A crisp morning in downtown Roanoke, Va., welcomed serious racers and first-time participants to our second annual “Treasure Hunt: Roanoke” event, held this past Sunday, Oct. 23. The event, a marquee piece in the weekend-long Roanoke Outdoor Circus festival, promised a choose-your-own adventure course where racers went on the hunt for points to cash in for gear. Tens of thousands of dollars worth of swag, including bikes, a kayak, GPS units, and many more substantial items, were on display near the start line as the racers lined up.
At 9a.m., with a callout of “Ready and GO!” the first heat of racers dashed off in a shotgun pattern to the streets of downtown Roanoke. There were 25 checkpoints spread around the city and up onto Mill Mountain, a significant peak that rises about 1,000 feet over town.
“Go, go, go!” shouted Ronny Angell, the day’s race director and principal of Odyssey Adventure Racing, the company who’d created the course and hidden checkpoint flags in the woods. GearJunkie.com’s John Peacock and Stephen Regenold cheered the dozens of runners and cyclists streaming out from the start gate.
For the next five hours, through three heats of racers, the 150+ participants in this year’s treasure hunt would run, climb, trek, crawl into a cave, and bike to far-flung destinations around the city. One checkpoint was atop Mill Mountain and below the city’s famous Star sculpture. Downtown green spaces and cafes were among the urban destinations. In the woods, checkpoints were hidden in deep ravines, on ridgelines, and, as noted, one was placed inside a cave, requiring racers to drop their backpacks and belly-crawl in to punch a flag.
“I can’t see the flag,” yelled one treasure hunter, his body pressed into the constriction of the small cave. He squinted and searched for the checkpoint flag, arms extending into the dark. Then his eyes adjusted slightly to the dark and the orange and white flag came into view. He grabbed the stamp and punched his race passport, a small card each participant carried to stamp at flags to prove they were there.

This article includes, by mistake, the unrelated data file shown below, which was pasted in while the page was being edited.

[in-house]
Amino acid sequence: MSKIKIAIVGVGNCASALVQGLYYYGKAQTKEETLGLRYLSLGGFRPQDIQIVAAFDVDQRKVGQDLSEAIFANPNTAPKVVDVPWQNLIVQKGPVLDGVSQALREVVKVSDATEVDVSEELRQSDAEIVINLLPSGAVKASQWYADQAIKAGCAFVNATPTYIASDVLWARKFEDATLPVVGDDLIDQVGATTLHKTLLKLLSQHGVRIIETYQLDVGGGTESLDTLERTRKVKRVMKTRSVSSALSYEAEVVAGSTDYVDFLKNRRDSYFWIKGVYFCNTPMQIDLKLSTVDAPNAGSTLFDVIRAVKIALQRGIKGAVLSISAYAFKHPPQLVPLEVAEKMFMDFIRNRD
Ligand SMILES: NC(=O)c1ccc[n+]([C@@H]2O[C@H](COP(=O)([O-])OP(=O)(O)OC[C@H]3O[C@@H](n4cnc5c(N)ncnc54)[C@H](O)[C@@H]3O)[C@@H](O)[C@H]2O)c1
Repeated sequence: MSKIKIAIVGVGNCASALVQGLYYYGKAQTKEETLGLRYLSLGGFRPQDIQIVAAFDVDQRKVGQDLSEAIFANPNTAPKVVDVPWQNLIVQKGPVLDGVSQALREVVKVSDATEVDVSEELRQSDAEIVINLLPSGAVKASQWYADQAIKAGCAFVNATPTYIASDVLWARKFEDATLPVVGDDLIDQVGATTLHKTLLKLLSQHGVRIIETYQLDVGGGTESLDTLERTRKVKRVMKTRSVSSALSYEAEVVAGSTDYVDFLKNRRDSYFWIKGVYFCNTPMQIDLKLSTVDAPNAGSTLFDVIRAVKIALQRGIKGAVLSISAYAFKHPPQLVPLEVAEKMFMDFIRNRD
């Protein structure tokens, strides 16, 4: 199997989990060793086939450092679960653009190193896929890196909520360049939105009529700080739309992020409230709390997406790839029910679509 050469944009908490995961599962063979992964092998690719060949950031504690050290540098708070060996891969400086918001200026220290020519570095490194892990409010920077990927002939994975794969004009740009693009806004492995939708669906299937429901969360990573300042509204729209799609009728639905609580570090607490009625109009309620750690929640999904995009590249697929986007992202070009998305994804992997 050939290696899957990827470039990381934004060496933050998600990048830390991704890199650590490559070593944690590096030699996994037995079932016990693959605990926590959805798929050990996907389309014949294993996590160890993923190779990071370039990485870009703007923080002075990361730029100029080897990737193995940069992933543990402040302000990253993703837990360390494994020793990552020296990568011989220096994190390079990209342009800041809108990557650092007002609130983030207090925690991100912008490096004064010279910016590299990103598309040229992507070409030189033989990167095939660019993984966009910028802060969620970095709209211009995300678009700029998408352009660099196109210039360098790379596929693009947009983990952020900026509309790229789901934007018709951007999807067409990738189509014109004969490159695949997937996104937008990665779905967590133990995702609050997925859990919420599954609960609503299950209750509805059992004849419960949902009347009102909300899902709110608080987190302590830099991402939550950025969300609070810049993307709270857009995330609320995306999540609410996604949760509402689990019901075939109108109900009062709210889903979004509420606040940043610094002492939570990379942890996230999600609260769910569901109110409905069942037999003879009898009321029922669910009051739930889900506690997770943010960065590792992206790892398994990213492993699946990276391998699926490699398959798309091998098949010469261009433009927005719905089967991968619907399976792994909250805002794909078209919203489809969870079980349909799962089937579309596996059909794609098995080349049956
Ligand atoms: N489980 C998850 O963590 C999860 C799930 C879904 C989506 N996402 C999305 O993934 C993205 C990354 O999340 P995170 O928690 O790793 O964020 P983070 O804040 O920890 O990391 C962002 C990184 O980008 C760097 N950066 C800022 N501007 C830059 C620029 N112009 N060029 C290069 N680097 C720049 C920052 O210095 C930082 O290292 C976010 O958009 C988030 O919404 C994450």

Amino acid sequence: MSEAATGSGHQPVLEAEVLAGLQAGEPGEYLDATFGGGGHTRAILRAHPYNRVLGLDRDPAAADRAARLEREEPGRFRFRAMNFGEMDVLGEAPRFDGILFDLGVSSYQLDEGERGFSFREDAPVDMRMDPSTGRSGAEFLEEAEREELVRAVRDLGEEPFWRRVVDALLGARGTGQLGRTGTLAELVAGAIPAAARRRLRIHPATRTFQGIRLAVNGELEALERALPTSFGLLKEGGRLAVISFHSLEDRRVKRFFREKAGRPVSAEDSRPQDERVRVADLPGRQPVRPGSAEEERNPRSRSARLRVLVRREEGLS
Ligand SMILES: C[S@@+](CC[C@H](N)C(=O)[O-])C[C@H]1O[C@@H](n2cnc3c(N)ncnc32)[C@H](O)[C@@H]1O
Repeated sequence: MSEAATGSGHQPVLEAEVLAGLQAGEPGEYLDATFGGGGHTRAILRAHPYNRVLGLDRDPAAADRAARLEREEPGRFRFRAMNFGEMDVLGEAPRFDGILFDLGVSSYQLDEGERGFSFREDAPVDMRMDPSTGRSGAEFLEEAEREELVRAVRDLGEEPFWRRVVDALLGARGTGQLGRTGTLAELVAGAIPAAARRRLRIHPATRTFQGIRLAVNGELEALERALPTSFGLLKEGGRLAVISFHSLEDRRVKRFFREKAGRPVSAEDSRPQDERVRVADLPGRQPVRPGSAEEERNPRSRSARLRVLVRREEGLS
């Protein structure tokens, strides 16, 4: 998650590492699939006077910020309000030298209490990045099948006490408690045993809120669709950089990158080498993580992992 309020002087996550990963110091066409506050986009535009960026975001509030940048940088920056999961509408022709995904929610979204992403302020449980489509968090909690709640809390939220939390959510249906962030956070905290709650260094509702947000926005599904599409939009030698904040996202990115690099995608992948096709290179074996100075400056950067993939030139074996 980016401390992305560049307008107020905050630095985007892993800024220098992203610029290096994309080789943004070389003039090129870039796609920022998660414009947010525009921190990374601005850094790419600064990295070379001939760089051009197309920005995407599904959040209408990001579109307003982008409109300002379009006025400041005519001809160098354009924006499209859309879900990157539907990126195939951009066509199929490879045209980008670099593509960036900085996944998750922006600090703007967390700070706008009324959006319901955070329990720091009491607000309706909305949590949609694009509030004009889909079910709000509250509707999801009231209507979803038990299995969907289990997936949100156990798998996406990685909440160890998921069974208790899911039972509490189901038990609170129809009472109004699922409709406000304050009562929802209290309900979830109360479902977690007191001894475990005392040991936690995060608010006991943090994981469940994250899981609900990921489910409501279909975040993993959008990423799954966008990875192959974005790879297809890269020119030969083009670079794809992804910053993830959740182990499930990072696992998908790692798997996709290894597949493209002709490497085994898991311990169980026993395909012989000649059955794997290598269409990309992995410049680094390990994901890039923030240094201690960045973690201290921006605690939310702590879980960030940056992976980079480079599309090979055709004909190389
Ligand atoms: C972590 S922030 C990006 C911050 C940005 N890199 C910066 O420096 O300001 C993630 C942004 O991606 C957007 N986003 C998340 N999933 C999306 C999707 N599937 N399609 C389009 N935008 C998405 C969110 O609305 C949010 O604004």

Throughout the day, solo racers and teams charted unique courses around the city and into the woods. Many participants slogged to the top of Mill Mountain, exhaustion on their faces if they took the direct route up the steep slopes covered in autumn leaves. “Insane,” one racer commented, his face dripping with sweat despite crisp fall temps. “Huge climb.”
Urban clues necessitated visiting old firehouses and iconic landmarks around downtown Roanoke. One checkpoint required racers to step inside an outdoor eating area at a cafĂ© and count the number of ceiling fans, an activity that caused weird looks from diners enjoying Sunday brunch.
By the end, despite exhaustion or navigational confusion — some racers got lost, others covered more than 15 miles on foot or bike — the race pack almost exclusively finished the event smiling. (See here for our full official race results.) Through the finish line area was “gear central,” a tent loaded like an REI store to the hilt with gear for each participant to win.
It was an adventure racer, Hans Heerens, who nabbed first place. He rode his bike on a circuitous but strategically-charted route around the city grabbing checkpoints. He climbed into Mill Mountain park on the roads, ditching his wheels near the edge of the woods multiple times to run into the trees and punch a flag. By the cut-off time of three hours on the course, Heerens had nabbed 24 of the 25 possible checkpoints, putting him into first place. “I can’t believe it!” he shouted, standing at the end. “I’m going to win a new bike!”
Heerens was already ogling a prize. In the gear tent, leaned against a table, Specialized’s $2,000 Carve Pro 29 mountain bike stood ready for the taking. At 3:30pm, the gear tent would open to the winners, and everyone would get to take one prize. As overall winner, Heerens was first in line, and he had 15 seconds to run in and grab the one item he wanted. “Defiantly going for the bike!” he reiterated before the gates to gear central were open.
Tied for second place, finishers Natalie Hall and Elliot Nuss, ran the whole course and procured 23 out of 25 checkpoints. Natalie had her eyes on a bike as her prize, the Raleigh Revenio 3 road bike, and Elliot planned to nab the boat, a Rip 12 kayak from Necky.
In the end, all the racers went home with substantial swag. From Griptilian knives from Benchmade, Magellan’s eXplorist 710 GPS device, the Earthmate PN-60 and the new inReach devices from DeLorme, Soulra portable sound systems from Eton, and much, much more. Congrats to all the racers! “Treasure Hunt: Roanoke” was a blast. We love this city and this venue. Hope to be back next year to do it all over again!